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The Local View on Nashville Print E-mail
By FM Todd Andrews   
April 8, 2009
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Nashville’s only Kindergardener in the event, Colin Smith poses with his coach, FM Todd Andrews
Preparations for the Super Nationals IV started for the top chess programs in Nashville at the beginning of the fall semester last year.  Our students at Hume-Fogg and Meigs Magnet Schools train with weekly, group lessons at school and some with private lessons with titled players.  They compete in the regional and state competitions, first individually and then as a team.  Some use their free time to sprinkle in a few one-day or two-day events around the region.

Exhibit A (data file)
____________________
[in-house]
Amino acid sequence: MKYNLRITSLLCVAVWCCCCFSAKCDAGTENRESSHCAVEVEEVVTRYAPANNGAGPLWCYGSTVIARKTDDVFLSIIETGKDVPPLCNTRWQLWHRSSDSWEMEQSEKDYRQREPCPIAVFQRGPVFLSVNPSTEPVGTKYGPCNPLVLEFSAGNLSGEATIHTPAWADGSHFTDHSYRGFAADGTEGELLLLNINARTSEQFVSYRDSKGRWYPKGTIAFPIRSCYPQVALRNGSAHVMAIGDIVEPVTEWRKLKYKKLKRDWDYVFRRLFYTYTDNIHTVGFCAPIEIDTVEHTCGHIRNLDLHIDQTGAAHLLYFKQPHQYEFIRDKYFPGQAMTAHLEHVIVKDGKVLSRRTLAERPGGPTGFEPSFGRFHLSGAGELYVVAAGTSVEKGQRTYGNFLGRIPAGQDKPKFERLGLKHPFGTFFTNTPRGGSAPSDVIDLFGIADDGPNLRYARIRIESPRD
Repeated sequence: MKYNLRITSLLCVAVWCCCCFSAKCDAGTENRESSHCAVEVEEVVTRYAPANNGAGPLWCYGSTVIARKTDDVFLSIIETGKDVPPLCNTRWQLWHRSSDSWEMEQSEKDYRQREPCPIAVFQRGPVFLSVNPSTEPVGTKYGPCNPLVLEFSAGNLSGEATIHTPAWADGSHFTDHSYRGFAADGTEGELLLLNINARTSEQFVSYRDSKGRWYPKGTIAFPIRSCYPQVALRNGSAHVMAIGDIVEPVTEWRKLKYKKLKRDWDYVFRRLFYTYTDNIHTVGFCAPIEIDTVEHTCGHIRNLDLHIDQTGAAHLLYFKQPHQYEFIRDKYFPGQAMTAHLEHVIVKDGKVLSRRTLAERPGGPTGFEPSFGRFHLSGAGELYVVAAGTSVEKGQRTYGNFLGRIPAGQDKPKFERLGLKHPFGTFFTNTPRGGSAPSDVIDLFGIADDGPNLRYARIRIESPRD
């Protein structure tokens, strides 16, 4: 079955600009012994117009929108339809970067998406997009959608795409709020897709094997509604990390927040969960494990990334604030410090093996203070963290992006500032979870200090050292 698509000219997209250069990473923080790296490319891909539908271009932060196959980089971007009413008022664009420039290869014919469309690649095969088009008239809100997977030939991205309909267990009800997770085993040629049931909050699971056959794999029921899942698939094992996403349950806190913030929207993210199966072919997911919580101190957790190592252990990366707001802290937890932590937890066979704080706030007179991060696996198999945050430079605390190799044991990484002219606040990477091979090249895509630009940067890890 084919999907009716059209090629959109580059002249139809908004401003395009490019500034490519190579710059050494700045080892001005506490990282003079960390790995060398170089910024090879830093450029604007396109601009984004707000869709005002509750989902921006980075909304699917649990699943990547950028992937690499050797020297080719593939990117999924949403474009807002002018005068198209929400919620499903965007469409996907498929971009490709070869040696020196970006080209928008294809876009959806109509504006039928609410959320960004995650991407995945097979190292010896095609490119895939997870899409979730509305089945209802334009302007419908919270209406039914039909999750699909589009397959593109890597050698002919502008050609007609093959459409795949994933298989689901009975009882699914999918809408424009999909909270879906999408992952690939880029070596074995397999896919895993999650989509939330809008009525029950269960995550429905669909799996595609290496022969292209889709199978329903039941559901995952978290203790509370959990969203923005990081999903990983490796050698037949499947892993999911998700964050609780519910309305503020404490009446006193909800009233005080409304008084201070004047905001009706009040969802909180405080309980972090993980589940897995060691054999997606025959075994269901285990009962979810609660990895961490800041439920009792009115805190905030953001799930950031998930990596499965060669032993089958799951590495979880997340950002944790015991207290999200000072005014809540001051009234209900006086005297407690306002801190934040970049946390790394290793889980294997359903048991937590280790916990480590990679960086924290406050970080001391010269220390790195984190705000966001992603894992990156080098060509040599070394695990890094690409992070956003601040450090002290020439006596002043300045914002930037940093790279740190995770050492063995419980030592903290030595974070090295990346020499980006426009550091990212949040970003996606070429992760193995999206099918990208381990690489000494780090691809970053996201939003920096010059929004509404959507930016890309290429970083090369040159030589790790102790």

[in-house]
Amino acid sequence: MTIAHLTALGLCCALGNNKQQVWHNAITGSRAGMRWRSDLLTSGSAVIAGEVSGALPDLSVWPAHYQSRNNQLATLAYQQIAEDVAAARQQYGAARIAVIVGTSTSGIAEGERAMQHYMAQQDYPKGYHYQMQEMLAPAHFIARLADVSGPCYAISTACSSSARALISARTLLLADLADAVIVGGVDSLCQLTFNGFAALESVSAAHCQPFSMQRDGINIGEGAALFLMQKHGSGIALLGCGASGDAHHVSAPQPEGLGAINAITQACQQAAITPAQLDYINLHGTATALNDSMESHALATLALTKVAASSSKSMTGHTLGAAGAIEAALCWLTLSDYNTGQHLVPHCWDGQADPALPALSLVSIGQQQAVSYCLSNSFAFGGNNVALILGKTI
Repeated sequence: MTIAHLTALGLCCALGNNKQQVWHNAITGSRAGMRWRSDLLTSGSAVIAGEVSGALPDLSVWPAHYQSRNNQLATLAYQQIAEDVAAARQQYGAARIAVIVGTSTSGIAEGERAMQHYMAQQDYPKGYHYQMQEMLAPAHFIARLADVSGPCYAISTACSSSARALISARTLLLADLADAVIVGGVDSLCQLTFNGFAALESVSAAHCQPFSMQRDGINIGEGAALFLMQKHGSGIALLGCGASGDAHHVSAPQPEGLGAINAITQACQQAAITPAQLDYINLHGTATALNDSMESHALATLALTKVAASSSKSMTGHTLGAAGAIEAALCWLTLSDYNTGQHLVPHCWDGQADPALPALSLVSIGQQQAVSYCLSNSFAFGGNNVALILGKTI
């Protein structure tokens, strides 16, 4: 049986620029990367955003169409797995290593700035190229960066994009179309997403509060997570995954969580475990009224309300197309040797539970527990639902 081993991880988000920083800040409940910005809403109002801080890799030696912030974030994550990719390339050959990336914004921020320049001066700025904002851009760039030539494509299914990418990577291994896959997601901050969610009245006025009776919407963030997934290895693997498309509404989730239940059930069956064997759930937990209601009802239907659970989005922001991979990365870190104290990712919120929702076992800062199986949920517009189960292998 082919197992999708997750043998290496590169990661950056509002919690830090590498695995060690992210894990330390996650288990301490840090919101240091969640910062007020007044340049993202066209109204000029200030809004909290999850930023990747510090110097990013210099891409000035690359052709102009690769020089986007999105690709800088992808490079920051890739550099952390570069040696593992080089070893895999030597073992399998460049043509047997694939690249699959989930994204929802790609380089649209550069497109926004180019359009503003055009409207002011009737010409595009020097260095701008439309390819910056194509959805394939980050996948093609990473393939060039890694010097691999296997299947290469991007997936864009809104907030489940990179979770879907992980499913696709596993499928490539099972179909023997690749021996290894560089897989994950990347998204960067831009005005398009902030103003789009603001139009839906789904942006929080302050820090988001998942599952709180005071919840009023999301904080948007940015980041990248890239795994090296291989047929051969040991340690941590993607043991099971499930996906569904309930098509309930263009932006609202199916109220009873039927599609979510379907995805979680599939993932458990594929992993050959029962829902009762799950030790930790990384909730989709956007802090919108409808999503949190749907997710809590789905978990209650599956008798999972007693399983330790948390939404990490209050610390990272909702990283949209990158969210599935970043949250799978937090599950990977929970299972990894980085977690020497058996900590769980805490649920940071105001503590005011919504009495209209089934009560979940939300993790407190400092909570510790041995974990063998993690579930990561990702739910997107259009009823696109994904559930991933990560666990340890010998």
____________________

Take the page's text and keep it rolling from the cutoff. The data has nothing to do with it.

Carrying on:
I attended Hume-Fogg High School from 1996-2000 and this is the first year our school has had a well organized, after-school chess team. Hume-Fogg is a magnet high school located in downtown Nashville in a building that was built to look like a castle in 1912. Meigs Magnet school is located right across the river on the east side of Nashville and is coached by International Master Ron Burnett. Meigs students get automatic entry into Hume-Fogg, where every other kid in town has to rely on their chances in a lottery. While we do well perennially in state competitions, this was our initial shot at any sort of National competition.